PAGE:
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Butane Cigar Torches And Fuel

By Ryder Michaels

Many individuals who prefer to purchase reusable products have moved from fluid-filled lighters to a butane lighter. These devices are cleaner-burning, impart no taste to tobacco and come in designs that are as windproof as their fluid-filled cousins. They also provide a very long service life and can be purchased in designs with ornamented and commemorative cases. While their reliability is not an issue, many individuals wonder how many lights they can get out of a tank of fuel.

Butane torches use pressurized gas which is held in the reservoir portion of the device. Though the lighter may have a large size, that doesn’t necessarily mean that it has a large reservoir of fuel attached. In fact, some larger lighters have rather small reservoirs relative to the size of the device on the whole. The larger tanks are oftentimes found on the more expensive models, principally those with more than one flame, that consume more fuel simply because they produce a hotter and more energetic flame.

This also brings up the fact that some lighters with very small reservoirs can offer a great many lights. This is because many of these models feature the smallest and lowest-temperature flames. The fuel usage on these lighters is controlled-as it is on many other lighters-by turning the flame adjustment valve which simply increases or decreases the amount of fuel being delivered to the flame. Lower flames, obviously, mean less fuel consumption.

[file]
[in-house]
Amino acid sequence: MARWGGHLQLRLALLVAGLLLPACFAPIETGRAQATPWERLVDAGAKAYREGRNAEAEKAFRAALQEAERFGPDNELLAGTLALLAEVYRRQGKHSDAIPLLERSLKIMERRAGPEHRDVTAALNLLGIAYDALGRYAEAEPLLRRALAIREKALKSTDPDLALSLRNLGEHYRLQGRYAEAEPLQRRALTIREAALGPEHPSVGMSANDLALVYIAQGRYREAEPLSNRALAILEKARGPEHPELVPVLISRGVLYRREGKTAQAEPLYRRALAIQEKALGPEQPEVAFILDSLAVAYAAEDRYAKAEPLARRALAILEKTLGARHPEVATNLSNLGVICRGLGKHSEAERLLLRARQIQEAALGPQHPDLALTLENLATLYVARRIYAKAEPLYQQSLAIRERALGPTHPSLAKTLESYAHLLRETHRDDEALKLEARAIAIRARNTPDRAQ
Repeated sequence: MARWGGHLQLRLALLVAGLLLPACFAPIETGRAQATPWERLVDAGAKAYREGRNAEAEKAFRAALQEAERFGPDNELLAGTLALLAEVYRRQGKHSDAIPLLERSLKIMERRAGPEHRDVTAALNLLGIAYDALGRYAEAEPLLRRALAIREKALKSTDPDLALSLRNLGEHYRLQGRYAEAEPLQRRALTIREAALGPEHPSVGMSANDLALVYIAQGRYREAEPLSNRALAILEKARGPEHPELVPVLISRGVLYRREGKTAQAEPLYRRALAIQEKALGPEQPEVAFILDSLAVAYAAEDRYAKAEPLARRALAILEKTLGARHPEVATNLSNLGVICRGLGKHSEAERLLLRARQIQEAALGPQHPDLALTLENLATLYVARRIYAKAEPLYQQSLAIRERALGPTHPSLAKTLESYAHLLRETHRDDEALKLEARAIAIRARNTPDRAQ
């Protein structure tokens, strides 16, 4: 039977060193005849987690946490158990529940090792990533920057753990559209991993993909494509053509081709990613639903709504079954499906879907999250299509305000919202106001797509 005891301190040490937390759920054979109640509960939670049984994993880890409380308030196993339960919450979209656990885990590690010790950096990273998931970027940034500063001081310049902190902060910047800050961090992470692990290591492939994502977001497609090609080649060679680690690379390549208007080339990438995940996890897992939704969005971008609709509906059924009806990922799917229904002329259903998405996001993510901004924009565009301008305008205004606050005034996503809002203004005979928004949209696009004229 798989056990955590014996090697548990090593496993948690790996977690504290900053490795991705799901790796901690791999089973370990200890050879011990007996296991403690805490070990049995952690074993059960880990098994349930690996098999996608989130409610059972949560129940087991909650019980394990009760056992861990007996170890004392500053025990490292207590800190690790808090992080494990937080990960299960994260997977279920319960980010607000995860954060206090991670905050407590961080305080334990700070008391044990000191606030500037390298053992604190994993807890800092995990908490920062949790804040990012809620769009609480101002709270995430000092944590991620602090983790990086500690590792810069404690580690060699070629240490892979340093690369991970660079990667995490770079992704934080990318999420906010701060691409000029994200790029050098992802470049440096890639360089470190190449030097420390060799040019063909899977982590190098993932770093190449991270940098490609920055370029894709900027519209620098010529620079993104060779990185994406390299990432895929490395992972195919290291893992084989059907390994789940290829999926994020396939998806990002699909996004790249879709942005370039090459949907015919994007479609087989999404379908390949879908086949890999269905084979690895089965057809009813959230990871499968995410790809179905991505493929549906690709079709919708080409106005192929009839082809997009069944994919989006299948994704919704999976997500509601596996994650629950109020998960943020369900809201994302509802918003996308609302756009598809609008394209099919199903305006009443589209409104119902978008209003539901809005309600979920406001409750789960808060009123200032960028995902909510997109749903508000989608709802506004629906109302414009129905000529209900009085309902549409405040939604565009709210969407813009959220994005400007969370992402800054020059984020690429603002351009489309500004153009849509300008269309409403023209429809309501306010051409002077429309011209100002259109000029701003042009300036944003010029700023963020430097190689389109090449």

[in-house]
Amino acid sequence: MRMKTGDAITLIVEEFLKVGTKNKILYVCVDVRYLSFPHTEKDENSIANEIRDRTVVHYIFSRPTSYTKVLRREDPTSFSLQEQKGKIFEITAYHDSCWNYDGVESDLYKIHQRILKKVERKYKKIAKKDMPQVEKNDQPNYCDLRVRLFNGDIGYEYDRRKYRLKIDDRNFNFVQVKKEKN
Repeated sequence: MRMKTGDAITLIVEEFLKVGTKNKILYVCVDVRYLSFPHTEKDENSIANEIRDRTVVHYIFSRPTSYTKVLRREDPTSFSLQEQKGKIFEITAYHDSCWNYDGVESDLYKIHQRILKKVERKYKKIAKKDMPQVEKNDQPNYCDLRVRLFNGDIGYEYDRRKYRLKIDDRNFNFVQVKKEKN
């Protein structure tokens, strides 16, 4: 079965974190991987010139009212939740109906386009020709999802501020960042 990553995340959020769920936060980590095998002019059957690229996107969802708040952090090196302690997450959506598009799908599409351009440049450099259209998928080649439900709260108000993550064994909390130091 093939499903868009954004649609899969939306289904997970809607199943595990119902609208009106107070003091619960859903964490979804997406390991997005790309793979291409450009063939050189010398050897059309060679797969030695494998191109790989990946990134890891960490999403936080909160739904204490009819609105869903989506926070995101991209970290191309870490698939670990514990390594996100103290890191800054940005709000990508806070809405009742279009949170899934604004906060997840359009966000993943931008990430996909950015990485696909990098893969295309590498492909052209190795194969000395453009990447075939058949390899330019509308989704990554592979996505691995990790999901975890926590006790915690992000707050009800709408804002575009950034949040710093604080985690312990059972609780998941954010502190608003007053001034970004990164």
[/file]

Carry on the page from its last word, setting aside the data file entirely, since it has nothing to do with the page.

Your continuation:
Multi-jet butane torches are not built for efficiency. They are a combination of a showpiece, a practical implement and a technological advantage for certain types of smoking. These lighters produce two or three blue jets of flame. For cigar smokers, this means a wide surface on which to light their cigar, a definite advantage. For outdoorsy types, this means enough heat to easily light a fire. However, this also means that some of these models tear through butane like a muscle car tears through gasoline.

In the end, the most efficient lighters will be those that produce the gentlest flame. Turning one’s flame up higher will diminish the efficiency. In most cases, one can count on at least 100 lights out of their butane reservoir depending upon their usage habits and the number of jets on their lighter. To increase this number, one may simply turn down the fuel valve a bit.

Ryder is a consultant for an online specialty cigar lighters store and has expert knowledge of cigar accessories, including utility lighters.

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Article Citation
MLA Style Citation:
Michaels, Ryder "Butane Cigar Torches And Fuel." Butane Cigar Torches And Fuel. 10 Jul. 2010. 18 Jul 2014 <>.

APA Style Citation:
Michaels, R (2010, July 10). Butane Cigar Torches And Fuel. Retrieved July 18, 2014, from

Chicago Style Citation:
Michaels, Ryder "Butane Cigar Torches And Fuel"

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